The force should ensure it allocates investigations to the right officer for the job. Some crimes are assigned to officers who are going on rest days. This means the victim won’t hear from the investigating officer for several days. This isn’t appropriate.

Essex Police actively pursues and manages offenders. Since our last inspection it has got better at using bail, so it is doing better at protecting victims. The force has not circulated on the Police National Computer (PNC) all the people it has listed as wanted for an offence. This means other forces cannot help find these people. Essex Police knows about this and is correcting it.

Detailed findings for question 2


How effective is the force at protecting those who are vulnerable from harm, and supporting victims?


Areas for improvement

  • The force should review its processes for assessing risk in the crime bureau to make sure it takes opportunities to safeguard vulnerable victims in cases that it closed without officer attendance.

The force can identify and understand vulnerability. It seeks out people with hidden vulnerability, such as those who have been trafficked. It identifies vulnerable people when they first contact the police.

The force knows that demand for its services has gone up. It has recruited 150 new frontline officer posts to deal with this. Our 2017 report said the force should reduce the number of abandoned calls to its non-emergency 101 line. It has tried to do this. But the rate is still too high. The force continues to work on this area. The force shares information well with its colleagues working in mental health services, even though Essex’s mental health service provision is complex.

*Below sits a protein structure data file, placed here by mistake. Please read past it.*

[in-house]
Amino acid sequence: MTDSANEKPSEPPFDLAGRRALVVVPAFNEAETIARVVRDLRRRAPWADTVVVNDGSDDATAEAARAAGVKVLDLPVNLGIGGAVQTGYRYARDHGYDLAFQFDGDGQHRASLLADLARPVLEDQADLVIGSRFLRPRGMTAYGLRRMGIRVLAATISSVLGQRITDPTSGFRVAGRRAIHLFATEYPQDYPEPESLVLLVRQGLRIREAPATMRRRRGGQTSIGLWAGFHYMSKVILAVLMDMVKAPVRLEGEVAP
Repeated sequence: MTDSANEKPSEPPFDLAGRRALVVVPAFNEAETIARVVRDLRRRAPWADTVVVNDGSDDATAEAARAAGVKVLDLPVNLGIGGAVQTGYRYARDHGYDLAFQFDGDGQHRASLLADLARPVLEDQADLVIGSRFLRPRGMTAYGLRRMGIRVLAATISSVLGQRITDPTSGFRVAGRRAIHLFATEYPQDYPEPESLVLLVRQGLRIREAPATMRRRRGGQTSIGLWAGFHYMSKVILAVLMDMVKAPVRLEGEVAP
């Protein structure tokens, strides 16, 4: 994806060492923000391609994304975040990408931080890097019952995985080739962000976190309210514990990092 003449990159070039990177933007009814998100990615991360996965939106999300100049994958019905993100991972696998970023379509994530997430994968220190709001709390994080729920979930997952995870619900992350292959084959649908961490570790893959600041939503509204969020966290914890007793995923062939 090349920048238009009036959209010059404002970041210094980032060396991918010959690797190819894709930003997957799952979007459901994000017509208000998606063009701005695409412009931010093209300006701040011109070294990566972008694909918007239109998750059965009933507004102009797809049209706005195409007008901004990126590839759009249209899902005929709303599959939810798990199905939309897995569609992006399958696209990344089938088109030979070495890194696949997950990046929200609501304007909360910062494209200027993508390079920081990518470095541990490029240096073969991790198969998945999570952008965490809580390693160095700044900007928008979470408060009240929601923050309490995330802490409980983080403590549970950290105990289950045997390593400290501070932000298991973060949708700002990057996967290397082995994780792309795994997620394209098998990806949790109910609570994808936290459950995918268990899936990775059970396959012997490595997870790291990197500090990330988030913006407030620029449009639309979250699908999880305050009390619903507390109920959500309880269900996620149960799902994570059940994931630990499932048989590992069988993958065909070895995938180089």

Since our 2017 inspection, the force has improved the way it uses legal powers to safeguard domestic abuse victims. It works well with other organisations to keep vulnerable victims safe. And it asks vulnerable victims what they think about its service. It uses their views to improve its services. It is no longer visiting all low-risk registered sex offenders (RSOs) unless it gets intelligence that changes their assessment. This means it can better manage high-risk RSOs. Essex Police is increasing its use of specialist software to identify offenders who view indecent images of children online.

Detailed findings for question 3


How effective are the force’s specialist capabilities?


HMICFRS has previously inspected how well forces provide armed policing. This formed part of our 2016 and 2017 effectiveness inspections. Subsequent terrorist attacks in the UK and Europe have meant that the police service maintains a focus on armed capability in England and Wales.

It is not just terrorist attacks that place operational demands on armed officers. The threat can include the activity of organised crime groups or armed street gangs and all other crime involving guns. The Code of Practice on the Police Use of Firearms and Less Lethal Weapons (PDF document) makes forces responsible for implementing national standards of armed policing. The code stipulates that a chief officer be designated to oversee these standards. This requires the chief officer to set out the firearms threat in an armed policing strategic threat and risk assessment (APSTRA). The chief officer must also set out clear rationales for the number of armed officers (armed capacity) and the level to which they are trained (armed capability).

Detailed findings for question 5